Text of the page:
Monthly Archives: September 2015

Alzheimers’ Life

I deal with grief right now – in a real way.
People talk to me now about death – in a real way.
This conversation reflects gritty understanding that living on without your loved one cannot be assumed as “easy” in any way.

One of my “followers” on this blog is dealing with a parent who is suffering from alzheimers.  My dad died from this disease in 1990. He and I became familiar strangers over a period of years and  I drafted a poem the Thanksgiving before his death on December 22, 1990 during a somber period of heartbreak.

This poem was later published in the Alzheimers Society Newsletter.

 Alzheimers’ Lament

 Could it be, that is you
So thin a shape,
Sitting tied to a chair,
Bare feet on the floor,
Gown to your waist,
Diaper showing?

Is it the blankness of your stare,
Your gaping mouth empty of teeth,
Hands feeling seamlines,
Whiskers stabbing,
Dry skin scaling,
That makes me wonder?

There are no questions forthcoming,
No jokes laughed away,
No conversation,
Now only silent presence between us.
Love is between us.
No sharing now – – – only people in a room – – –
With love.

Piece by piece the life flows
Back to the place from which it came
Eighty years ago.
But – – – oh – – -the aching,
To see such a light fade to nothing.
So slowly it goes, almost unseen,
Until, all added together, nothing is left
And the light will be out.

Remember – – -I must.
In my heart, the light remains,
The man is strong, smiling, laughing, talking,
His strength protects me as a father’s should,
And I am loved once again.

The Flowers of My life

I love forget-me-nots.

When I was engaged to be married in 1971, I chose a china pattern called “Remember Me” that showed forget-me-nots surrounded by beautiful white bone china and gold. These were my “wedding dishes”.

I tried to grow forget-me-nots my whole life but always failed. They would whither and die – seeds would never sprout. I decided to give up on forget-me-nots and just enjoy them on my dishes during family occasions.

Before Jim died – he was laying in a hospital bed, paralyzed from the waist down – I discovered a bundle of beautiful blue forget-me-nots growing in the pebble pathway beside the pond.

Amazing!

I would come home from the hospital every day and visit my blue friends by the pond. Somehow, I felt comforted.

The following year, this plant had reseeded and grown into many beautiful bundles. Jim was now gone, but those flowers somehow made me feel that nature was working with me. Nature knew I needed support, help, love.

At my new house, many miles from the old, the entire side of the yard – 150 feet of it –  was covered with forget-me-nots…

Is there a power out there somewhere? God? Maybe, hopefully, possibly….

…For sure.

A Thousand Days

At the age of 64, it is important to remember NOT to drink four cups of caffeinated coffee before you go to bed.  As I tossed and turned last night, I contemplated the three years of time I have had to recover from losing my life partner.  I then realized, it had been 1000 days.  Too much time to think!

My meandering, night-time muse………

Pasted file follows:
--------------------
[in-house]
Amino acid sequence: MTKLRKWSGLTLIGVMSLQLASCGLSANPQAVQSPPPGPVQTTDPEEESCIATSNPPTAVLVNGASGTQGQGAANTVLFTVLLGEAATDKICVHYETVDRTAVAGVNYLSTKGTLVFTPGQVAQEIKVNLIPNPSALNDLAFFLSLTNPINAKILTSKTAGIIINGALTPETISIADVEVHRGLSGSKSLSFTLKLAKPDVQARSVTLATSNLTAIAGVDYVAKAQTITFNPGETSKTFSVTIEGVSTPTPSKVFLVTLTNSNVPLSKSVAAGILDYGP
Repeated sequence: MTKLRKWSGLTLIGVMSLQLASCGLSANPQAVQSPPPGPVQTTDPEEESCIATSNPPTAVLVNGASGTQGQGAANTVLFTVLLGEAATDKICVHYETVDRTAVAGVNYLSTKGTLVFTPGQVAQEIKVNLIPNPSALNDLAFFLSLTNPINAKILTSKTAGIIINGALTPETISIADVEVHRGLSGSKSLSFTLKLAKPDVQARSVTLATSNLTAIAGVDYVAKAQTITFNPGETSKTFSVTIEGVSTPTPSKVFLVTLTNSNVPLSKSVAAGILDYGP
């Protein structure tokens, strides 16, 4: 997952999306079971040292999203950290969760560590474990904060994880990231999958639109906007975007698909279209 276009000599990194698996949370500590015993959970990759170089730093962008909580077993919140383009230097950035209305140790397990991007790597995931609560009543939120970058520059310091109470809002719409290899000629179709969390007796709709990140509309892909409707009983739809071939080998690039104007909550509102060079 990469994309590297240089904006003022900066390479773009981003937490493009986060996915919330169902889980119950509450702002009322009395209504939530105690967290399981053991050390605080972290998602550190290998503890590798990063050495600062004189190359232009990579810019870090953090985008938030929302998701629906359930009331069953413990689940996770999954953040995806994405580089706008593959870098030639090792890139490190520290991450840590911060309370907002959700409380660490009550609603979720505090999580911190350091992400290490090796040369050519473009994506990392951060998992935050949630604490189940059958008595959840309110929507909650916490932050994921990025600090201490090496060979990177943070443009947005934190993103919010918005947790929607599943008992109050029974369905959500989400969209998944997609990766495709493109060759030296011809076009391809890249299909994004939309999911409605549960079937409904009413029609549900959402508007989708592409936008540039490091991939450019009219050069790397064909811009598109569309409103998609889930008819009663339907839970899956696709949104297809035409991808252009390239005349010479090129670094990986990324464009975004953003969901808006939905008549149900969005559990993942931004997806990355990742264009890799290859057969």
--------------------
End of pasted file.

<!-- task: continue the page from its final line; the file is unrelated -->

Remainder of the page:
One thousand times, I have opened my eyes to a new day in the morning – alone.

One thousand times, I have climbed into bed – alone.

One thousand times, I have cleaned the house, weeded the garden, fed the birds, stocked the kitchen and made a day of meals – alone.

One thousand times, I have sewn a new piece for a beautiful quilt or a dress for a granddaughter – alone and without the praise of someone who respects me.

I came to the conclusion that:

I think of Jim every day, all the time – still.  I talk to him, and laugh with him and commiserate with this wonderful friend I grew up with.  He may only be in my sub-conscious, but he is there just the same.  I do this less after this thousand days and I don’t cry like I used to.

They say “time heals” and it has certainly taken the sting away from my grief in many ways, but,   I have also had to take a leading role in continuing to live.  My advice to you is to take your life by its devilish horns and make it behave the way you want it to.  Don’t just let stuff happen to you.

It has been easier in my new town to move ahead with new adventures, new friends, new responsibilities. I doubt there are many places like this one to start over.  My new friends here – my own age by the way –  are giving and caring and inclusive.  If they are going to an activity, they make sure I know about it so I can join them.  They don’t insist on driving me – they seem to know I like my independence too – that I need that to feel whole again.    Nobody here knew Jim well and I am meeting people at face value.  I am not a principal here, I am not a choir member here, and I am nobody’s widow.  I am just me.

But…

A thousand times when I wake in the morning I have rejoined my husband in a tribute to the day.

A thousand times I have wished him goodnight.

A thousand times, I have looked at a plane flying overhead or heard a motorcycle roar down the street and I have yearned for his arrival at home from his adventures.

A thousand times, I have arrived at my table to eat my dinner by myself and I have wished for his kiss hello and his praise of my culinary skill.

A thousand times I have looked back wishing life had given me more time with him.

So…

My goal: for the next thousand days – live life to the fullest – at the very least – live.